By April Dye, US Daily Review, Contributor
You and I effect the lives we touch. We have the capacity to bring hate, tears and pain or love, laughter and encouragement to those we come in contact with. I really noticed a change in my life when I started to realize the impact we have on each other’s lives. I decided I wanted to effect people in a positive way – I call it walking in love.
First and foremost, in our desire to walk in love, we need to take care of ourselves: spiritually, mentally and physically. We cannot truly treat others with love if we don’t love ourselves first. When we love ourselves, it filters down to and through others.
Have you ever met someone who doesn’t love themselves? They may be depressed and have nothing positive to say. Or maybe they seem perfect but think they can’t do anything right. They may think of themselves as ugly and useless. I have seen several examples of people who do not love themselves. I used to be one. I had this feeling of needing to be accepted and wanted. There was an absence of something that I didn’t know I needed. I was the type of person that never wanted anyone mad at me, I didn’t want to hear “no” from my parents. Not because I was scared of them, just the word, it was rejection. When I got to high school I dated some but never really had that “love” that I was seeking. I had thought I was in love but that person didn’t have the same feelings for me, so there again was that feeling of rejection. I think out of desperation I found the first guy that pampered me and attached myself to him. I was going to be and do whatever I needed to do for this relationship to work. I started doing things that were not me because he did them and I wanted to be with him. We got married and at some point during that year, I just couldn’t keep up the charade. My life was getting darker and darker. I was scared everyday that if I wasn’t what he wanted me to be and do what he wanted me to, he would leave me. Well, guess what? He left me anyway. I did not love myself enough to be me and think that was good enough. After 7 years of learning what I needed and what I didn’t have to settle for and prayer I found my best friend; he loves me for who I am, quirks and all, and doesn’t want me to be anybody but me.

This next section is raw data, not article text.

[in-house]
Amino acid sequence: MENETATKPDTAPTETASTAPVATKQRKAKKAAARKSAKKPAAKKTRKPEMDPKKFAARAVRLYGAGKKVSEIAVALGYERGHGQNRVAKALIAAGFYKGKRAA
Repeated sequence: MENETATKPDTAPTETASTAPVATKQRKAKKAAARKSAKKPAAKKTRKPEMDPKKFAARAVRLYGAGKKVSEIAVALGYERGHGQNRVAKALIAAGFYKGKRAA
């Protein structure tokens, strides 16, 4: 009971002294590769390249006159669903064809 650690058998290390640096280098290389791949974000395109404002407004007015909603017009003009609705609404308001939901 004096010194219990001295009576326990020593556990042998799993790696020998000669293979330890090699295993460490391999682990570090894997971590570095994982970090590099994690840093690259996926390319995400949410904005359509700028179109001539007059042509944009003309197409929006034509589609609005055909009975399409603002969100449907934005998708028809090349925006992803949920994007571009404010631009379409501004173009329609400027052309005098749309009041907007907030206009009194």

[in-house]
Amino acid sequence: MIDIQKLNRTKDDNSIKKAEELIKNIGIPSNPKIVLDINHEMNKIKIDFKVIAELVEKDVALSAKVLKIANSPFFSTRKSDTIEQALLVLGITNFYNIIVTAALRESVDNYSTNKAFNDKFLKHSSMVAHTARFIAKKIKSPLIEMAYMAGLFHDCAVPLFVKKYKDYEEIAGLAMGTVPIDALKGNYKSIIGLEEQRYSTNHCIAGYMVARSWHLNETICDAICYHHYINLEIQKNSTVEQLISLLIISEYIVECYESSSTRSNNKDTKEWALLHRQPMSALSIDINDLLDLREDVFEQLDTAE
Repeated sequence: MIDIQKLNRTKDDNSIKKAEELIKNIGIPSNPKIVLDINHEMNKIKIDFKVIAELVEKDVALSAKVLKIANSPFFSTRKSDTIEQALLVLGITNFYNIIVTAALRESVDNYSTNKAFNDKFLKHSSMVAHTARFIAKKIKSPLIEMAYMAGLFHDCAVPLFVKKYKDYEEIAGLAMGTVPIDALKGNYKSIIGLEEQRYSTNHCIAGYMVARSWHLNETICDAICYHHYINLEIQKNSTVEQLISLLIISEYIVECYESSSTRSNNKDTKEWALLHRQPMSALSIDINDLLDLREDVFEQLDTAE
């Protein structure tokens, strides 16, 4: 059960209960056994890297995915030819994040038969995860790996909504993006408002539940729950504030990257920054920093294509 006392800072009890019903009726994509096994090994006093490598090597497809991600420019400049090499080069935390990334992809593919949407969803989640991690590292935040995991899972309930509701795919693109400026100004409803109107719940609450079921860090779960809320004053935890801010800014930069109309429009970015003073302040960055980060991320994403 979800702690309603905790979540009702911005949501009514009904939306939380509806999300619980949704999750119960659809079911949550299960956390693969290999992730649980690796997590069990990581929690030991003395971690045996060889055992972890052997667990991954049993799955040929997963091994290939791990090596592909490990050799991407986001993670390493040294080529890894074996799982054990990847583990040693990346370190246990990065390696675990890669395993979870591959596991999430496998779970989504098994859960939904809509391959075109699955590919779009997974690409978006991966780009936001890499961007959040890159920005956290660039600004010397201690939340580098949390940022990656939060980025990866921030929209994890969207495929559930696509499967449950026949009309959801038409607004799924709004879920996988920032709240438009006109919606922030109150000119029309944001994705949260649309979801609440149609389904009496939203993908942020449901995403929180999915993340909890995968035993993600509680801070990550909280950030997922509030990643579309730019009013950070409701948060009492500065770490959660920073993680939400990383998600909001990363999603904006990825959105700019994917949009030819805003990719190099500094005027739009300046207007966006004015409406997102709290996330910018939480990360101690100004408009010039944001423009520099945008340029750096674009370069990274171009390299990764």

We need to remember that the “love walk” starts at home. Now our duty after taking care of ourselves, is to take care of our families. Spouses, we need to listen to one another. Encourage each other. Listen to what the other person is saying. Put the other first. We need to tell our spouses we love them everyday. We need to show them respect everyday. We should never be-little them to make ourselves look or feel better. We need to look for and praise the things they do instead of complain about the things they don’t. Just like the old saying goes “you catch more bees with honey than with vinegar”. We should be in the mindset that we are still dating. Don’t let the humdrum of life let you forget why you fell in love. Wives, give your husbands some space when they get home from work before you and the kids bombard him for his attention. Give him a smile, a kiss and … time. Make him feel that he gets some pampering just like you give the kids. And husbands, listen when your wife is talking, respond so she knows you are listening. Hold her hand or kiss her without expectations. You already know how I feel about our children but a reminder that we need to show them love with hugs, and kisses and praise but we also need to set boundaries and let them know what they are. We need to be consistent and follow through.
Remember that when we leave our homes we should show love to those we encounter throughout our day. Everyone can have a bad day. So when we put ourselves in other people’s shoes we can more easily have empathy and compassion towards them – the express cashier in the not-so-express line, the waitress who got our order wrong, the car driving 30 miles an hour in a 50 mile an hour zone; we should be edifying each other instead of tearing each other down. We should be nice to each other instead of picking out flaws.
Will our lives ever be a utopia? Not in this lifetime. But we can try and make it at least easier to coexist. My life has gotten so less dramatic when I decided to put myself in other people’s shoes.
“Smile it improves face value”, “Don’t worry be happy” and “Treat others the way you want to be treated.” These don’t have to be just sayings; they should be the way we live our lives.
April Dye is a wife and mother of two. You can follow her at clardye.blogspot.com.